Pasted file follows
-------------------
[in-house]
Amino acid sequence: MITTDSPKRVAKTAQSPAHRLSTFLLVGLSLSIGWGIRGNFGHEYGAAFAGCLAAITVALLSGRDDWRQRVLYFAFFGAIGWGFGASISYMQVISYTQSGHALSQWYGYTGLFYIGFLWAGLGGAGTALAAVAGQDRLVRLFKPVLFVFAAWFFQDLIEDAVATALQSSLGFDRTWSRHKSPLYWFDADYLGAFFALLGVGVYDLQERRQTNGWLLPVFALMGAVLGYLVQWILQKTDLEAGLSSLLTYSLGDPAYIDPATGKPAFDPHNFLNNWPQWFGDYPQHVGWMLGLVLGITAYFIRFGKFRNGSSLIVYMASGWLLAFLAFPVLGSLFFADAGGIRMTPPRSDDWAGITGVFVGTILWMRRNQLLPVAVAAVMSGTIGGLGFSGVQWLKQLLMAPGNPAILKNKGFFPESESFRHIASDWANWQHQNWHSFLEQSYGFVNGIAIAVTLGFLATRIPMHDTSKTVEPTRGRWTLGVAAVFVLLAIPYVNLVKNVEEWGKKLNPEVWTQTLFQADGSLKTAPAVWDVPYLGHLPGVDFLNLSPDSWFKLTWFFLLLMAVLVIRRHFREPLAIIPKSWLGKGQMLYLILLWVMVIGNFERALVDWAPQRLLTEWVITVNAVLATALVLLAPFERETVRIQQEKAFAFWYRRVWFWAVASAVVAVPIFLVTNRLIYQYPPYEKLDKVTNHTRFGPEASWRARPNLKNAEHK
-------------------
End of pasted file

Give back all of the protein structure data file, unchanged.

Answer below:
[in-house]
Amino acid sequence: MITTDSPKRVAKTAQSPAHRLSTFLLVGLSLSIGWGIRGNFGHEYGAAFAGCLAAITVALLSGRDDWRQRVLYFAFFGAIGWGFGASISYMQVISYTQSGHALSQWYGYTGLFYIGFLWAGLGGAGTALAAVAGQDRLVRLFKPVLFVFAAWFFQDLIEDAVATALQSSLGFDRTWSRHKSPLYWFDADYLGAFFALLGVGVYDLQERRQTNGWLLPVFALMGAVLGYLVQWILQKTDLEAGLSSLLTYSLGDPAYIDPATGKPAFDPHNFLNNWPQWFGDYPQHVGWMLGLVLGITAYFIRFGKFRNGSSLIVYMASGWLLAFLAFPVLGSLFFADAGGIRMTPPRSDDWAGITGVFVGTILWMRRNQLLPVAVAAVMSGTIGGLGFSGVQWLKQLLMAPGNPAILKNKGFFPESESFRHIASDWANWQHQNWHSFLEQSYGFVNGIAIAVTLGFLATRIPMHDTSKTVEPTRGRWTLGVAAVFVLLAIPYVNLVKNVEEWGKKLNPEVWTQTLFQADGSLKTAPAVWDVPYLGHLPGVDFLNLSPDSWFKLTWFFLLLMAVLVIRRHFREPLAIIPKSWLGKGQMLYLILLWVMVIGNFERALVDWAPQRLLTEWVITVNAVLATALVLLAPFERETVRIQQEKAFAFWYRRVWFWAVASAVVAVPIFLVTNRLIYQYPPYEKLDKVTNHTRFGPEASWRARPNLKNAEHK